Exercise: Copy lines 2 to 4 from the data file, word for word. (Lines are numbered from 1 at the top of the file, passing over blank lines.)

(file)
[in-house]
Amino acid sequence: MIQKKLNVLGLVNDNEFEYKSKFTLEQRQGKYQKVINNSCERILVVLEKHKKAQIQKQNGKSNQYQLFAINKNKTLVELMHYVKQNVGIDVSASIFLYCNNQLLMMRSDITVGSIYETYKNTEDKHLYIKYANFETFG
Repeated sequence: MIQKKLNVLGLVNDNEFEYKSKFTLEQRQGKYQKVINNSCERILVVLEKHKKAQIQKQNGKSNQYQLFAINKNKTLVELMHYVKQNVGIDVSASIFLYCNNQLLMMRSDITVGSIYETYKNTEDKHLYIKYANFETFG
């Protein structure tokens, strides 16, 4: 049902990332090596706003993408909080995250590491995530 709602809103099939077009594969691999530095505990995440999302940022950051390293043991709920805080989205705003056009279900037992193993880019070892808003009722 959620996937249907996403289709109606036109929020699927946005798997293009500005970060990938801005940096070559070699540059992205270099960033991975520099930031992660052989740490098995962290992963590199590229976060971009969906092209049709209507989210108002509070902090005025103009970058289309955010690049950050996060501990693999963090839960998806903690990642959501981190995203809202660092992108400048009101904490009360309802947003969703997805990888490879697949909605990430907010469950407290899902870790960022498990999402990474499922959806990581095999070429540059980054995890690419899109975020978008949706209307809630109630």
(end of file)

Amino acid sequence: MIQKKLNVLGLVNDNEFEYKSKFTLEQRQGKYQKVINNSCERILVVLEKHKKAQIQKQNGKSNQYQLFAINKNKTLVELMHYVKQNVGIDVSASIFLYCNNQLLMMRSDITVGSIYETYKNTEDKHLYIKYANFETFG
Repeated sequence: MIQKKLNVLGLVNDNEFEYKSKFTLEQRQGKYQKVINNSCERILVVLEKHKKAQIQKQNGKSNQYQLFAINKNKTLVELMHYVKQNVGIDVSASIFLYCNNQLLMMRSDITVGSIYETYKNTEDKHLYIKYANFETFG
């Protein structure tokens, strides 16, 4: 049902990332090596706003993408909080995250590491995530 709602809103099939077009594969691999530095505990995440999302940022950051390293043991709920805080989205705003056009279900037992193993880019070892808003009722 959620996937249907996403289709109606036109929020699927946005798997293009500005970060990938801005940096070559070699540059992205270099960033991975520099930031992660052989740490098995962290992963590199590229976060971009969906092209049709209507989210108002509070902090005025103009970058289309955010690049950050996060501990693999963090839960998806903690990642959501981190995203809202660092992108400048009101904490009360309802947003969703997805990888490879697949909605990430907010469950407290899902870790960022498990999402990474499922959806990581095999070429540059980054995890690419899109975020978008949706209307809630109630």